Abdoulie Bah gained interest in politics at an early age under the tutelage of Kelefa Samba, a former mayor of Banjul.
Born in 1948 in Hope Street to Babucarr Bah of Banjul and Ya Jambon Sarr, both of blessed memory, Bah started his schooling at Leman Primary School but because he failed the Common Entrance Exam in 1960 at Muhammadan School and couldn’t proceed, his desire to learn forced him to undergo private studies under the mentorship of Ebrima Mbowe, who is now the Deputy Emir of Ahmadiyaa Muslim Jamaat and former director of GTTI.
Bah went to technical school and in 1987, contested in Council Election under PPP ticket and went on to serve two terms in office.
In 2013, he contested as an independent candidate in the Banjul Mayoral election and won with a landslide. He is the incumbent mayor for Banjul, although an interim committee is currently in charge of the BCC.
There are two areas; the basic standard of the individual and the intelligence of the individual. If you lack these things, God could easily give you something else. And if God give you all of these two things, then thank God. I wasn’t very good at school but more intelligent than many who graced the classroom.
I was a social worker and a community leader. I stepped into politics because I was approached by our people. The people choose me as their ring leader, that’s how I enter the fray of Gambian politics and of course with the support of Alhaji IBA Kelefa Samba in 1976. He invited us to a meeting, the first President was there and Samba announced my name as one of the speakers. That was my first time associating myself with politicians. Do you know I was insulted because I stood my ground and said that I was a community leader and a social worker? I was instructed to join the political fray and help Kelefa. I assisted him to capture Banjul North under the seat of the PPP. Kelefa was a good guy and he encouraged me a lot and treated me as if I were his son.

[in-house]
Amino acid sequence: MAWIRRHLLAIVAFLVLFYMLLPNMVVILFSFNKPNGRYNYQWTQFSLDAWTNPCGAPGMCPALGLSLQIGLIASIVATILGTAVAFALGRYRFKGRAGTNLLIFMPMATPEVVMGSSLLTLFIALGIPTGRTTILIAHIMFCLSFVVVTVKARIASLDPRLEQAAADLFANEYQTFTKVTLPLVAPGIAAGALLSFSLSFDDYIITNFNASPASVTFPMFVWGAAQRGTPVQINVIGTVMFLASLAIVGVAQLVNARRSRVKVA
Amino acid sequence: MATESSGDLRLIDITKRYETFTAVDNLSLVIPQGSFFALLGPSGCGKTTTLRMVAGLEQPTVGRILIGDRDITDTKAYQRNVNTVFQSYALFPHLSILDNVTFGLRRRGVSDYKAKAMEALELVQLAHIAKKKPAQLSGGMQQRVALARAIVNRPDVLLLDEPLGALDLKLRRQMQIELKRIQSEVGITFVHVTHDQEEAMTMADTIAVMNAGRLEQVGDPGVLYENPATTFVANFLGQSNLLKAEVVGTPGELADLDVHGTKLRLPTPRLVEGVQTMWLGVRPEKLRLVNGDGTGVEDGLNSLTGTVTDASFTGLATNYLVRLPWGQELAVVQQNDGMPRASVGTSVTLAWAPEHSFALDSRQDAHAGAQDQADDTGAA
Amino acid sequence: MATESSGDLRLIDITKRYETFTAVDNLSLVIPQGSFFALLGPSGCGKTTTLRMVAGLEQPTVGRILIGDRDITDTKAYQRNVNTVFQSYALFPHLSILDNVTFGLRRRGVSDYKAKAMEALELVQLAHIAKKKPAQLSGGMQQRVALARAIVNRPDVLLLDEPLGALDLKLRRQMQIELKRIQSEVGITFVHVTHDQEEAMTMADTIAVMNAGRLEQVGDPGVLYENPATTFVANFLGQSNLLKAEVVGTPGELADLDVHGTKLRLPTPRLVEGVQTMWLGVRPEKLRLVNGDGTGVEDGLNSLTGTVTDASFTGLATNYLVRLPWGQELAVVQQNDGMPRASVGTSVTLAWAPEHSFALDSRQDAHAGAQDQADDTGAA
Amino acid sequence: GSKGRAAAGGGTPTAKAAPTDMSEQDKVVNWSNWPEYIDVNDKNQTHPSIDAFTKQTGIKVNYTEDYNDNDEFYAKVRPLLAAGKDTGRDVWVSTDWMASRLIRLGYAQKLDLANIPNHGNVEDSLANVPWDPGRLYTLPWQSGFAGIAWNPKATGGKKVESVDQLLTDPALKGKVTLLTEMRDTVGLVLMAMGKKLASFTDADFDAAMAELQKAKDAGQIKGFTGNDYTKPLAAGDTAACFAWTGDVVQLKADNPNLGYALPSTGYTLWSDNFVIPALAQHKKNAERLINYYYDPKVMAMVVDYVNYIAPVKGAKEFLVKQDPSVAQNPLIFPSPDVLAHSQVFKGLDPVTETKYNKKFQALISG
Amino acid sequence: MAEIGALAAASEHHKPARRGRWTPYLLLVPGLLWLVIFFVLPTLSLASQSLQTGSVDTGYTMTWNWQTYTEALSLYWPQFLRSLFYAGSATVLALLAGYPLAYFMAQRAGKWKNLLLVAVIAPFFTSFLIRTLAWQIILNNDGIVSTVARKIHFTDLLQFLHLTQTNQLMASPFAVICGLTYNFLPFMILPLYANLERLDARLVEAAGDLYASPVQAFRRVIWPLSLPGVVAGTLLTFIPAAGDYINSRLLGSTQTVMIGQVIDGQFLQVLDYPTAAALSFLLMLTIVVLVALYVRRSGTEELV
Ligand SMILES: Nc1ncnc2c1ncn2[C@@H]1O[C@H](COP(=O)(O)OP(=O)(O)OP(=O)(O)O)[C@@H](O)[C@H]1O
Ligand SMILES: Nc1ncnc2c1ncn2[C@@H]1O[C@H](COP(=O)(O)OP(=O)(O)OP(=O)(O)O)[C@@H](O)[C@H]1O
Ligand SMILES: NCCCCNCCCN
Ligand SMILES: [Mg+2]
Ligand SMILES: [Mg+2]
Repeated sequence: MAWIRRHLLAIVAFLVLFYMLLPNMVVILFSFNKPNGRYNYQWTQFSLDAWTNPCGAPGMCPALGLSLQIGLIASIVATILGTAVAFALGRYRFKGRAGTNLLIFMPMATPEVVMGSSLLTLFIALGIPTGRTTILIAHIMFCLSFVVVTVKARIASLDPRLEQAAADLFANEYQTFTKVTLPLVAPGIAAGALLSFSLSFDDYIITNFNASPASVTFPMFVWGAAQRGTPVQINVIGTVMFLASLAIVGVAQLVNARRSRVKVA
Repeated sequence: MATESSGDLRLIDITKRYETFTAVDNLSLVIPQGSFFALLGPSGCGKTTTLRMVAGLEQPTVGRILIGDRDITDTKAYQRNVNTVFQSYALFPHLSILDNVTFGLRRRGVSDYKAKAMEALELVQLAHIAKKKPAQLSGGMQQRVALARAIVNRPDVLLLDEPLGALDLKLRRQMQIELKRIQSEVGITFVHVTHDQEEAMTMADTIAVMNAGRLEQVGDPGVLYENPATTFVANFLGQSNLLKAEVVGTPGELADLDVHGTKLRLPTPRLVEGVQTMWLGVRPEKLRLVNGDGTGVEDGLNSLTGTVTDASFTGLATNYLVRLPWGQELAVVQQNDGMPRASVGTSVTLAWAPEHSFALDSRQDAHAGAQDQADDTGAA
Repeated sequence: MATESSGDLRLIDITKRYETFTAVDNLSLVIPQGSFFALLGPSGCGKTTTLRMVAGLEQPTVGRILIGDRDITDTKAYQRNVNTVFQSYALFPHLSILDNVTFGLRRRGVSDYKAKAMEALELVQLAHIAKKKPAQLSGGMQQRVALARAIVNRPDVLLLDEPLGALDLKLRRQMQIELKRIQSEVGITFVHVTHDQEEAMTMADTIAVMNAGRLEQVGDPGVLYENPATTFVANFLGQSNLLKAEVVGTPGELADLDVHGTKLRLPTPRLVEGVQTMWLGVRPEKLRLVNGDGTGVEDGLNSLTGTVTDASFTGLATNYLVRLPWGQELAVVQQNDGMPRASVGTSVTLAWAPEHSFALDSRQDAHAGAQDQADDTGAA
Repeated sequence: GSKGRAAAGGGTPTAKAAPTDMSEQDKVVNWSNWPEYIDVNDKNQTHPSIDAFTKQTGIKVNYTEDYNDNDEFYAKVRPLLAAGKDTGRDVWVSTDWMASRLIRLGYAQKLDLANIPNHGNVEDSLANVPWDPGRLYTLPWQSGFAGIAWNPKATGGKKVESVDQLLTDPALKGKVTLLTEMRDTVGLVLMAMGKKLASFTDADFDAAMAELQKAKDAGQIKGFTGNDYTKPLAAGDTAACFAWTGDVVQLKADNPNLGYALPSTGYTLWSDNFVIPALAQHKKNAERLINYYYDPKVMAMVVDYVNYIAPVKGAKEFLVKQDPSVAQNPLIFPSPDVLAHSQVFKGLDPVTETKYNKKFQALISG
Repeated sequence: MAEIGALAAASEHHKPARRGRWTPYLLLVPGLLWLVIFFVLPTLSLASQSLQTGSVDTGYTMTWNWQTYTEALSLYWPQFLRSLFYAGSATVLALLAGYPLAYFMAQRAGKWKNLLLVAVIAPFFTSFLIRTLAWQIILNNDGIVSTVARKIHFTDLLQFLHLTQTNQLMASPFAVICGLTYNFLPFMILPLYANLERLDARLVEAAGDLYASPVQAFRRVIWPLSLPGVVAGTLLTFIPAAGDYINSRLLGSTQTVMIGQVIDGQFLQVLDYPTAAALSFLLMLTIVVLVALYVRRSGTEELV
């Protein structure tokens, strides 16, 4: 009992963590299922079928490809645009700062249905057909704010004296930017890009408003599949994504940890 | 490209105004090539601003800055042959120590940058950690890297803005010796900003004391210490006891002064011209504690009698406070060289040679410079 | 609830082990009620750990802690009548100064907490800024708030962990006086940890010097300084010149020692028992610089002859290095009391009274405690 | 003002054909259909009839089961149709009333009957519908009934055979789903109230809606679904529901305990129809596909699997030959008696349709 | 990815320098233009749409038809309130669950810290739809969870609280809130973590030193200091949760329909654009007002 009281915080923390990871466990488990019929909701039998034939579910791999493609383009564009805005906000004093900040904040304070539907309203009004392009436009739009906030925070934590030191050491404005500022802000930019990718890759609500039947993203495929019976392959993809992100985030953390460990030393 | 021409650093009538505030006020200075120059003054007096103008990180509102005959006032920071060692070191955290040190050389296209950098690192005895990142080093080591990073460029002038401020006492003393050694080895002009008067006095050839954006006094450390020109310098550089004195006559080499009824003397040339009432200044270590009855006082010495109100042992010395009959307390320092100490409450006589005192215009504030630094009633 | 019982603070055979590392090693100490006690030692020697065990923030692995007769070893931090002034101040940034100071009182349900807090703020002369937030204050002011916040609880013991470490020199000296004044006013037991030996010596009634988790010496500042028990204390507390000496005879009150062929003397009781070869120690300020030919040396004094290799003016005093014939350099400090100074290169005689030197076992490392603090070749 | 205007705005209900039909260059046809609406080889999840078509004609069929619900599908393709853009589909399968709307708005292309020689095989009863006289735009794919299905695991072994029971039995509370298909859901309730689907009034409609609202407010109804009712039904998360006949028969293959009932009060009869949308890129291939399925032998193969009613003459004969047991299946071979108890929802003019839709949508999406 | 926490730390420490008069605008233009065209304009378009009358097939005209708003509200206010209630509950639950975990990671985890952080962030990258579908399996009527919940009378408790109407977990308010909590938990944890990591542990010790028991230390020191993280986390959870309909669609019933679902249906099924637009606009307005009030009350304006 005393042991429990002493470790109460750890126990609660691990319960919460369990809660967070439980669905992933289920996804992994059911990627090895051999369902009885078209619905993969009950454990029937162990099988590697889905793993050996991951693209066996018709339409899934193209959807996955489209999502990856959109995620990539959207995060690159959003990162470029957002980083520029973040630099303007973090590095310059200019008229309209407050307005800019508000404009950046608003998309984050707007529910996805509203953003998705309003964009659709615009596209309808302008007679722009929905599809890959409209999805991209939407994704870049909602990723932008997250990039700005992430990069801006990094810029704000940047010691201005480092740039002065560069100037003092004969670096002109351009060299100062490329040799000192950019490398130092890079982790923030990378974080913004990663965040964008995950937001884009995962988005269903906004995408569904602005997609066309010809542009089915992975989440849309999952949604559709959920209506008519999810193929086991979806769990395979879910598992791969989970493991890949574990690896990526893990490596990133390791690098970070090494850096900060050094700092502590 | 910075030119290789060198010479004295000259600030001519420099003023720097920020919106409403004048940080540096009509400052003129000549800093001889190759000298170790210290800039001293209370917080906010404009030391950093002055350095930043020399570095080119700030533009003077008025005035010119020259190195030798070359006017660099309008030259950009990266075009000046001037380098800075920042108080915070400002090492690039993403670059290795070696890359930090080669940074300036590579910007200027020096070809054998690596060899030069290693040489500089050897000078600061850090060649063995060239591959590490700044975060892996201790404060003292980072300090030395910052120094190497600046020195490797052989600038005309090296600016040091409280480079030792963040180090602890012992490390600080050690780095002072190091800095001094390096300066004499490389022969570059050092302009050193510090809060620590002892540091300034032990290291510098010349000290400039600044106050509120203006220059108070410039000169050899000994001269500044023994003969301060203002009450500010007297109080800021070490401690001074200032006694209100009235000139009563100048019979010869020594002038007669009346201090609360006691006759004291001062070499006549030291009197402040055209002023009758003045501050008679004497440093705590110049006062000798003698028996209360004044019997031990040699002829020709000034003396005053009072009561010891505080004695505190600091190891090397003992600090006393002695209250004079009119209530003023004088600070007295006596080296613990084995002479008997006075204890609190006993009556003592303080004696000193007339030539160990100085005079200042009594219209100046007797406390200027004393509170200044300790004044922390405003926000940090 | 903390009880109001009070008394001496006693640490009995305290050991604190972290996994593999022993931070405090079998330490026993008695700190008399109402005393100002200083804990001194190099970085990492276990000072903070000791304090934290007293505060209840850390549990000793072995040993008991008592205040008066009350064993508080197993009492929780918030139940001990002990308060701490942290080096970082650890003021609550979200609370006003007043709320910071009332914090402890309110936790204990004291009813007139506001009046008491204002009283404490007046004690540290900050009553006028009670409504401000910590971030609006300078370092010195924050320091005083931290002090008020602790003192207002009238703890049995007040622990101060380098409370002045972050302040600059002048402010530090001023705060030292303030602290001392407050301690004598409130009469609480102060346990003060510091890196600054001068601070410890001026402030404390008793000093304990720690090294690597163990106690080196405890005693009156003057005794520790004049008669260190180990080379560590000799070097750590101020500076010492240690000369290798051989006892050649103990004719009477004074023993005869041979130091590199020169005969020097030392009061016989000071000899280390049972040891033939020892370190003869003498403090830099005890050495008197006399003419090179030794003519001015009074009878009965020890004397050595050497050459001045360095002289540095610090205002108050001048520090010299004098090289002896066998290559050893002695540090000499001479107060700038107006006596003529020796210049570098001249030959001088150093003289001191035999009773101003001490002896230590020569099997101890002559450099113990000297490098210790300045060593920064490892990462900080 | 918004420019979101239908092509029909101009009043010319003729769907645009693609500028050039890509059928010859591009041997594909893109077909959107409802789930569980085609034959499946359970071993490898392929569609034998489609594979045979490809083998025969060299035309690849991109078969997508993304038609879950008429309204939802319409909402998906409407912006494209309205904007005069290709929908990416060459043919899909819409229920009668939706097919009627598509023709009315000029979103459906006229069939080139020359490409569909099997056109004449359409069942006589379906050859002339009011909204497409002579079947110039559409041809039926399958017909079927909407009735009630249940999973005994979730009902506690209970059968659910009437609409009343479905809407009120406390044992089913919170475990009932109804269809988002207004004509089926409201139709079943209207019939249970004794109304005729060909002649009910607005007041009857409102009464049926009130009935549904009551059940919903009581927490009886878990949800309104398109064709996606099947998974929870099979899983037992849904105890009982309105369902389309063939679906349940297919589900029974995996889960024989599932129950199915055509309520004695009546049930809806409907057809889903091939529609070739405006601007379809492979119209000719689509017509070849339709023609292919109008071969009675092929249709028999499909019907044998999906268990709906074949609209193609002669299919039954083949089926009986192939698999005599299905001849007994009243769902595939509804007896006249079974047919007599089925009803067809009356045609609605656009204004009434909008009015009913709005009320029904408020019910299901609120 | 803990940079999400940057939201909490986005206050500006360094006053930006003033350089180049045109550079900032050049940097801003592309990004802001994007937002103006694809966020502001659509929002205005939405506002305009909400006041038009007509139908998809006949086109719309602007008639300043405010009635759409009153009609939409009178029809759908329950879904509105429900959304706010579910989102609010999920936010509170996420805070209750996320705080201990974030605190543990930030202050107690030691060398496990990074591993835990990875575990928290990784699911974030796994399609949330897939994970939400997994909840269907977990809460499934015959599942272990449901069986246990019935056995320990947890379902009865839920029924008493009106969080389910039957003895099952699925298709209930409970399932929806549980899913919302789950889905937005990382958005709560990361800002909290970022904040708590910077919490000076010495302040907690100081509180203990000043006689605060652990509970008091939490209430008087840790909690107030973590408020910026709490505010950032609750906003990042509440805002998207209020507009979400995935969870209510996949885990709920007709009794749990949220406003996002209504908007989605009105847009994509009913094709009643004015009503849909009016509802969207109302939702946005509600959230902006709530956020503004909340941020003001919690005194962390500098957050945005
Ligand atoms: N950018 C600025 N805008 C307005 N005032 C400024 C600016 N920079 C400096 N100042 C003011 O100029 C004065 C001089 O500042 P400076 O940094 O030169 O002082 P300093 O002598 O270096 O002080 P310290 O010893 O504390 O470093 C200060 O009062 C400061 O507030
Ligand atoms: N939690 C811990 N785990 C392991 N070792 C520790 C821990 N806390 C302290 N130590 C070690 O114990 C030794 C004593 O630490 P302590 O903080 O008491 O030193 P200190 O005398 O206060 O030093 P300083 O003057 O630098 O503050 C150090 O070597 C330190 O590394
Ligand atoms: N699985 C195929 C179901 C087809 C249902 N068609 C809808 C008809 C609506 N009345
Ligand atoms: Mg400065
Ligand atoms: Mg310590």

In 1979, I was selected to contest Council election for Campama Ward but I refused because I was very young at the time. I returned to my work at the GUC until in 1987 when the demand comes from the people again to take up the seat of the Campama. I was convinced and I knew I could do the job and got elected as councilor. During my time as councilor I traveled and sometimes with Kelefa to many places and once coming from England, I remember wanting to buy a television and radio because in those days those things were not common here at all. I served two terms as a councilor and in 1994,Yahya Jammeh came in and overthrew the government.
Anyway, there are two areas that concerned me when I was a councilor; one, the extension of the street lightings from that end to Gambia High School and two, to establish a bridge which can give an easy connection from Tobbaco road to the highway and give access to students to get to their schools without diverting their course. Today, we are using that bridge. I am extremely happy about that.
When I retired in 94 from the Gambia Ports Authority, I sat for another 12-years I believe, without having to do nothing with Gambian politics. I was not a member of any party then; PPP was overthrown and I was a PPP member, and we couldn’t have access to anything. So I kept to myself.
Banjul is only the City in the Gambia, across the country that appears to look like a bush house. We are building this new office at the Independence drive. I also have another agenda for the young people, which is to create an ultra-modern complex for the benefit of the young people of Banjul.
These are the legacies I want to leave because I am not assuming that I am going to live another 30-years. I need to build and do more work so that whosoever comes tomorrow, will try to emulate and do more for the younger generation. This is a process and I hope to continue the good work when I am re-elected.
I want to win. If the people want development, they should vote for me. If they don’t, they can choose anyone they want.